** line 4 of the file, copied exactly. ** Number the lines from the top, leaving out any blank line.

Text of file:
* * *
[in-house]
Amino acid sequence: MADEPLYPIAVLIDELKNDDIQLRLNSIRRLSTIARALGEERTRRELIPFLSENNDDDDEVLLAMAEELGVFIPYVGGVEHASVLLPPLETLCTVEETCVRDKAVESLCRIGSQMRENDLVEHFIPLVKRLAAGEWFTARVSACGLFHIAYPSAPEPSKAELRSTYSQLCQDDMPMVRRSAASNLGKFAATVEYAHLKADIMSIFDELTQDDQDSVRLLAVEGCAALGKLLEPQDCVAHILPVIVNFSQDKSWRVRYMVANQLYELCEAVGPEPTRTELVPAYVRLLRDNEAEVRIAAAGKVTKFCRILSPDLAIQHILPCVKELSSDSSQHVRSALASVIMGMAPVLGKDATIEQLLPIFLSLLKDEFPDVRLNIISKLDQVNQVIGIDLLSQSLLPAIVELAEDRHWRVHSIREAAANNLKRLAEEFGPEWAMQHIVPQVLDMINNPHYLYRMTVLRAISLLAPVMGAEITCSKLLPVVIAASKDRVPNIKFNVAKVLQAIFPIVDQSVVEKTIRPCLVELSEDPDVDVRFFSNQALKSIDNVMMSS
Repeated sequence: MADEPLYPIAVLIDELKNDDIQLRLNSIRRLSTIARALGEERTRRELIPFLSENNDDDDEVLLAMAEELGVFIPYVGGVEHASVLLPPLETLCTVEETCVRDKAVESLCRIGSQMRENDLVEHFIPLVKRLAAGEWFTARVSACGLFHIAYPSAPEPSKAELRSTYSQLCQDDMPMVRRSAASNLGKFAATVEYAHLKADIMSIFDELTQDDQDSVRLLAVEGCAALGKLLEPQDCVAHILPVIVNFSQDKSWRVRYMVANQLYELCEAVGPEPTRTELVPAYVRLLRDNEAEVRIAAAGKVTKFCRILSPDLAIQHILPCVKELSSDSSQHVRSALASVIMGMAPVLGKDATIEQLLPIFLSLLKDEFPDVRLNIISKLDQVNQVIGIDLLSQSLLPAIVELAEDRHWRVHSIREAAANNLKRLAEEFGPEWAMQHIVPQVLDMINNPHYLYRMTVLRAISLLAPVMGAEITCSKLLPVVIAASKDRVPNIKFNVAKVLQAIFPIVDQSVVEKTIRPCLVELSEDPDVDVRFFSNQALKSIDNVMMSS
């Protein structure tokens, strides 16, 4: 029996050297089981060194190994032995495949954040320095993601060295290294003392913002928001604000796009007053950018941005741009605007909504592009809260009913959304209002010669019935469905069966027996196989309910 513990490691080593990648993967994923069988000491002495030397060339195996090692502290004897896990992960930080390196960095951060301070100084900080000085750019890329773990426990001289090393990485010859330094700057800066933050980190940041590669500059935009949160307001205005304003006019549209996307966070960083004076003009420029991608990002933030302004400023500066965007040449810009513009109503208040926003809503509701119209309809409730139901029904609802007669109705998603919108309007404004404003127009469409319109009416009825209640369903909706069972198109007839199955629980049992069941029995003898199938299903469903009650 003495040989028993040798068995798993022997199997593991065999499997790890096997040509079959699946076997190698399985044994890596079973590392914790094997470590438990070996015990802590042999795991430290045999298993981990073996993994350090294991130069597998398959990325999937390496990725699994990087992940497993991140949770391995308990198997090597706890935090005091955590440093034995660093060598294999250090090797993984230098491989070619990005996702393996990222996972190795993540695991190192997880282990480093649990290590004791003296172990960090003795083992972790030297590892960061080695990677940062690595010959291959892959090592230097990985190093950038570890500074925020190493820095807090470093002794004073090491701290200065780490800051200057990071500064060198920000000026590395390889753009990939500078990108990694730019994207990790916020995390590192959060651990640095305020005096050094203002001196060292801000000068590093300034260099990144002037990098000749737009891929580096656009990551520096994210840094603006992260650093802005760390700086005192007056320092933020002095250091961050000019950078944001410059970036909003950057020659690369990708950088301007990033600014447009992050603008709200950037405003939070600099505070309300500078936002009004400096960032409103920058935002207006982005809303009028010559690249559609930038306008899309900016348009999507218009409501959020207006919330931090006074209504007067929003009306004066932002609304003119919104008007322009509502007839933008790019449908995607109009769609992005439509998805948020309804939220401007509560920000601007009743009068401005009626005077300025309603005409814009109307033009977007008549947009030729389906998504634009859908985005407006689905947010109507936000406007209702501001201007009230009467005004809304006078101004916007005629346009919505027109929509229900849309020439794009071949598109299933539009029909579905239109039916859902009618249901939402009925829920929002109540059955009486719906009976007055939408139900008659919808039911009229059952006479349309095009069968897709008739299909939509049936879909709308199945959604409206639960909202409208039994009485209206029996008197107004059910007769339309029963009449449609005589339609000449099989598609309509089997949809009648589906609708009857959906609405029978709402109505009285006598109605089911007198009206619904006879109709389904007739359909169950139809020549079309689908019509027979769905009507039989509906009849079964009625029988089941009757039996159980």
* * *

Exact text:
């Protein structure tokens, strides 16, 4: 029996050297089981060194190994032995495949954040320095993601060295290294003392913002928001604000796009007053950018941005741009605007909504592009809260009913959304209002010669019935469905069966027996196989309910 513990490691080593990648993967994923069988000491002495030397060339195996090692502290004897896990992960930080390196960095951060301070100084900080000085750019890329773990426990001289090393990485010859330094700057800066933050980190940041590669500059935009949160307001205005304003006019549209996307966070960083004076003009420029991608990002933030302004400023500066965007040449810009513009109503208040926003809503509701119209309809409730139901029904609802007669109705998603919108309007404004404003127009469409319109009416009825209640369903909706069972198109007839199955629980049992069941029995003898199938299903469903009650 003495040989028993040798068995798993022997199997593991065999499997790890096997040509079959699946076997190698399985044994890596079973590392914790094997470590438990070996015990802590042999795991430290045999298993981990073996993994350090294991130069597998398959990325999937390496990725699994990087992940497993991140949770391995308990198997090597706890935090005091955590440093034995660093060598294999250090090797993984230098491989070619990005996702393996990222996972190795993540695991190192997880282990480093649990290590004791003296172990960090003795083992972790030297590892960061080695990677940062690595010959291959892959090592230097990985190093950038570890500074925020190493820095807090470093002794004073090491701290200065780490800051200057990071500064060198920000000026590395390889753009990939500078990108990694730019994207990790916020995390590192959060651990640095305020005096050094203002001196060292801000000068590093300034260099990144002037990098000749737009891929580096656009990551520096994210840094603006992260650093802005760390700086005192007056320092933020002095250091961050000019950078944001410059970036909003950057020659690369990708950088301007990033600014447009992050603008709200950037405003939070600099505070309300500078936002009004400096960032409103920058935002207006982005809303009028010559690249559609930038306008899309900016348009999507218009409501959020207006919330931090006074209504007067929003009306004066932002609304003119919104008007322009509502007839933008790019449908995607109009769609992005439509998805948020309804939220401007509560920000601007009743009068401005009626005077300025309603005409814009109307033009977007008549947009030729389906998504634009859908985005407006689905947010109507936000406007209702501001201007009230009467005004809304006078101004916007005629346009919505027109929509229900849309020439794009071949598109299933539009029909579905239109039916859902009618249901939402009925829920929002109540059955009486719906009976007055939408139900008659919808039911009229059952006479349309095009069968897709008739299909939509049936879909709308199945959604409206639960909202409208039994009485209206029996008197107004059910007769339309029963009449449609005589339609000449099989598609309509089997949809009648589906609708009857959906609405029978709402109505009285006598109605089911007198009206619904006879109709389904007739359909169950139809020549079309689908019509027979769905009507039989509906009849079964009625029988089941009757039996159980």